This page will include a random selection of sites worth a visit, containing useful contemporary, historic, or essential references for anyone with an interest in rail transport and technology.
This is a great little Facebook site for anyone interested in the railways of North West England, from Crewe to Carlisle and all points in between and often further afield. Some superb photos and videos of trains and locomotives, present day operations, specials and steam. Many of the contributors are still at work on Britain’s railways.
This is a superb collection of images of railroads in the Western USA, including in particular, locomotives and trains on the Denver and Rio Grande Western Railroad, the Rio Grande Southern, and the Union Pacific Railroad.
The Denver Public Library’s Digital Collections includes 20,000+ historical railroad photographs from notable railroad photographers such as Robert Richardson and Otto Perry, including a large portion of Perry’s works.
Definitely worth an online visit.
Here’s a sample:
D&RGW – Denver and Rio Grande Western Railroad standard gauge locomotives (2-10-2) #1400 and #1401 are coupled together in the rail yard in Alamosa (Alamosa County), Colorado. Shows a portion of 2-8-8-2 locomotive #3616.
Whilst this is not a specific railway museum, it has an impressive collection of railway artefacts, including these – the “FS 685” class 4-6-2, and “Class 552″ 4-4-0. The 4-4-0 was the final development of this type, built by Breda and Ansaldo between 1890 and 1901, before Italian State Railways (FS) was formed in 1905. These 4-4-0s were actually built for the”Società per le Strade Ferrate Meridionali”, and operated on the “Rete Adriatica”, intriguingly as part of the English P&O company’s “India Mail” (Valigia delle Indie) service between London and Bombay!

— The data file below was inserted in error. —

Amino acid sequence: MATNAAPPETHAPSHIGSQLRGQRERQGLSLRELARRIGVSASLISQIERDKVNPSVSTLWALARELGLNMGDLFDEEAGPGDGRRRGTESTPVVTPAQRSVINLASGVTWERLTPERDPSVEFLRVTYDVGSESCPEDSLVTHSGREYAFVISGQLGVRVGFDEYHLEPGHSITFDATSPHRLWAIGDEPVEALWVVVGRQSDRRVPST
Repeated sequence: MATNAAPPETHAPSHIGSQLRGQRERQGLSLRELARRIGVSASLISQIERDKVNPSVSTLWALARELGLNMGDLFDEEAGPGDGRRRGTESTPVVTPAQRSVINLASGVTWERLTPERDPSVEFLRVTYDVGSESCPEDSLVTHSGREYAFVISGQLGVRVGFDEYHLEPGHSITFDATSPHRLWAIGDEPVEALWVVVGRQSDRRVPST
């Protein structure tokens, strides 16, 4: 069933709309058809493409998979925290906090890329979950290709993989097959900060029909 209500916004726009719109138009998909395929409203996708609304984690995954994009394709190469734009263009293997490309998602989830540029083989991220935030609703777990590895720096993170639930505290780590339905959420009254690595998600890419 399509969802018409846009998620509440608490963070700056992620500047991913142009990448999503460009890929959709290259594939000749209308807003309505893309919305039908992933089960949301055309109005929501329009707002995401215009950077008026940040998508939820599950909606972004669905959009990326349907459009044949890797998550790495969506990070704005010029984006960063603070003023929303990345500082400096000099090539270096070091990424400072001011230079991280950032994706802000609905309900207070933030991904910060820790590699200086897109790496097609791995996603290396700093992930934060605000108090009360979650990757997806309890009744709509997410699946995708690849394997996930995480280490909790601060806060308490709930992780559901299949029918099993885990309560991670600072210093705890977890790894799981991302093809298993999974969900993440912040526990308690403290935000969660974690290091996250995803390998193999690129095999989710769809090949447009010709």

A total of 60 of these Class 746 “Mikado” 2-8-2 (below) Von Borries type compound locomotives were built for high-speed service on the Milan-Bologna-Florence-Rome-Naples line by Breda (50) in 1923, and by Ansaldo (10) in 1926. After part of the route was electrified, they were used on the Milan to Turin and Milan to Brescia routes, and beside this static example in Milan, one of the class was stored initially in Verona, and later moved to Pistoia, for planned restoration.
A fantastic museum, covering every era, from steam, to diesel, and of course high-speed trains, and even examples of Maglev designs.
Here seen alongside an ICE train power car, is the 2nd replica of the first steam locomotive to run in Germany – “Der Adler” (“Eagle”). The first was destroyed by the fire at the museum in 2005. The locomotive was built by Robert Stephenson in 1835, and put to work on the first railway line in Germany, between Nurnberg and Furth. A characteristic of the Stephenson ‘Patentee’ design was the inside cylinders under the smokebox, and the steam dome on the first boiler ring.